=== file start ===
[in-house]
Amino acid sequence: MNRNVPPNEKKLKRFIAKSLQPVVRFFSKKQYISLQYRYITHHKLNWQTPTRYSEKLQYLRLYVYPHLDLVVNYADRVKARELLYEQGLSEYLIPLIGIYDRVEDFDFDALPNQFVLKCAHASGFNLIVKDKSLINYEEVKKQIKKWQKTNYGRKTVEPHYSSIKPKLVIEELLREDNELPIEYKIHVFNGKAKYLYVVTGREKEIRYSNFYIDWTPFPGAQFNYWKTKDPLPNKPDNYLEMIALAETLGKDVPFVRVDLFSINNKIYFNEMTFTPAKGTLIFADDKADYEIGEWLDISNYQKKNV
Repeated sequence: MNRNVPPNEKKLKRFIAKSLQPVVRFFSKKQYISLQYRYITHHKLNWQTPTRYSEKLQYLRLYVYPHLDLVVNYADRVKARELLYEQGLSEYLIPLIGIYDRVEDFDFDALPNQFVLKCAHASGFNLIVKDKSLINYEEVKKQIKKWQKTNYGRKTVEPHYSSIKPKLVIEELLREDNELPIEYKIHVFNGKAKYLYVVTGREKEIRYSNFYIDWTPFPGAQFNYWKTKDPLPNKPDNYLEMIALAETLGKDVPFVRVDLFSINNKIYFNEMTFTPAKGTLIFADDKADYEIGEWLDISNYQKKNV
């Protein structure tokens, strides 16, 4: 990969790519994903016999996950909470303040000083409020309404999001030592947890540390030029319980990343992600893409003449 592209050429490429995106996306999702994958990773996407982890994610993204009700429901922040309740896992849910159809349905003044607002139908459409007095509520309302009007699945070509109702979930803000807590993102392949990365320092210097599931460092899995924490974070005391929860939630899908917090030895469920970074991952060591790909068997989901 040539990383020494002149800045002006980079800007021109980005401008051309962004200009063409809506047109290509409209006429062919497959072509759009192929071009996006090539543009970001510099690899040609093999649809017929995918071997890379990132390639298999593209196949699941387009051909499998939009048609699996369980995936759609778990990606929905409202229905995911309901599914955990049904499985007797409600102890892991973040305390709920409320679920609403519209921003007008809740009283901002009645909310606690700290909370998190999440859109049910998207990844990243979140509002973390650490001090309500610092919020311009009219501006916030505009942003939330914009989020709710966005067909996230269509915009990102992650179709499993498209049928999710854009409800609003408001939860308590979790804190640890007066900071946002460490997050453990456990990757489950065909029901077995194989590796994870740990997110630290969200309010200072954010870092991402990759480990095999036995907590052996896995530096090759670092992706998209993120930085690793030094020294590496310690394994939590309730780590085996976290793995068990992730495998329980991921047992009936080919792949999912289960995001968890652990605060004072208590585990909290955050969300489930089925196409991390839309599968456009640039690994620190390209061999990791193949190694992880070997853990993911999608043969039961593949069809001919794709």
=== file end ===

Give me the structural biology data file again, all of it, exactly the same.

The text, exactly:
[in-house]
Amino acid sequence: MNRNVPPNEKKLKRFIAKSLQPVVRFFSKKQYISLQYRYITHHKLNWQTPTRYSEKLQYLRLYVYPHLDLVVNYADRVKARELLYEQGLSEYLIPLIGIYDRVEDFDFDALPNQFVLKCAHASGFNLIVKDKSLINYEEVKKQIKKWQKTNYGRKTVEPHYSSIKPKLVIEELLREDNELPIEYKIHVFNGKAKYLYVVTGREKEIRYSNFYIDWTPFPGAQFNYWKTKDPLPNKPDNYLEMIALAETLGKDVPFVRVDLFSINNKIYFNEMTFTPAKGTLIFADDKADYEIGEWLDISNYQKKNV
Repeated sequence: MNRNVPPNEKKLKRFIAKSLQPVVRFFSKKQYISLQYRYITHHKLNWQTPTRYSEKLQYLRLYVYPHLDLVVNYADRVKARELLYEQGLSEYLIPLIGIYDRVEDFDFDALPNQFVLKCAHASGFNLIVKDKSLINYEEVKKQIKKWQKTNYGRKTVEPHYSSIKPKLVIEELLREDNELPIEYKIHVFNGKAKYLYVVTGREKEIRYSNFYIDWTPFPGAQFNYWKTKDPLPNKPDNYLEMIALAETLGKDVPFVRVDLFSINNKIYFNEMTFTPAKGTLIFADDKADYEIGEWLDISNYQKKNV
């Protein structure tokens, strides 16, 4: 990969790519994903016999996950909470303040000083409020309404999001030592947890540390030029319980990343992600893409003449 592209050429490429995106996306999702994958990773996407982890994610993204009700429901922040309740896992849910159809349905003044607002139908459409007095509520309302009007699945070509109702979930803000807590993102392949990365320092210097599931460092899995924490974070005391929860939630899908917090030895469920970074991952060591790909068997989901 040539990383020494002149800045002006980079800007021109980005401008051309962004200009063409809506047109290509409209006429062919497959072509759009192929071009996006090539543009970001510099690899040609093999649809017929995918071997890379990132390639298999593209196949699941387009051909499998939009048609699996369980995936759609778990990606929905409202229905995911309901599914955990049904499985007797409600102890892991973040305390709920409320679920609403519209921003007008809740009283901002009645909310606690700290909370998190999440859109049910998207990844990243979140509002973390650490001090309500610092919020311009009219501006916030505009942003939330914009989020709710966005067909996230269509915009990102992650179709499993498209049928999710854009409800609003408001939860308590979790804190640890007066900071946002460490997050453990456990990757489950065909029901077995194989590796994870740990997110630290969200309010200072954010870092991402990759480990095999036995907590052996896995530096090759670092992706998209993120930085690793030094020294590496310690394994939590309730780590085996976290793995068990992730495998329980991921047992009936080919792949999912289960995001968890652990605060004072208590585990909290955050969300489930089925196409991390839309599968456009640039690994620190390209061999990791193949190694992880070997853990993911999608043969039961593949069809001919794709």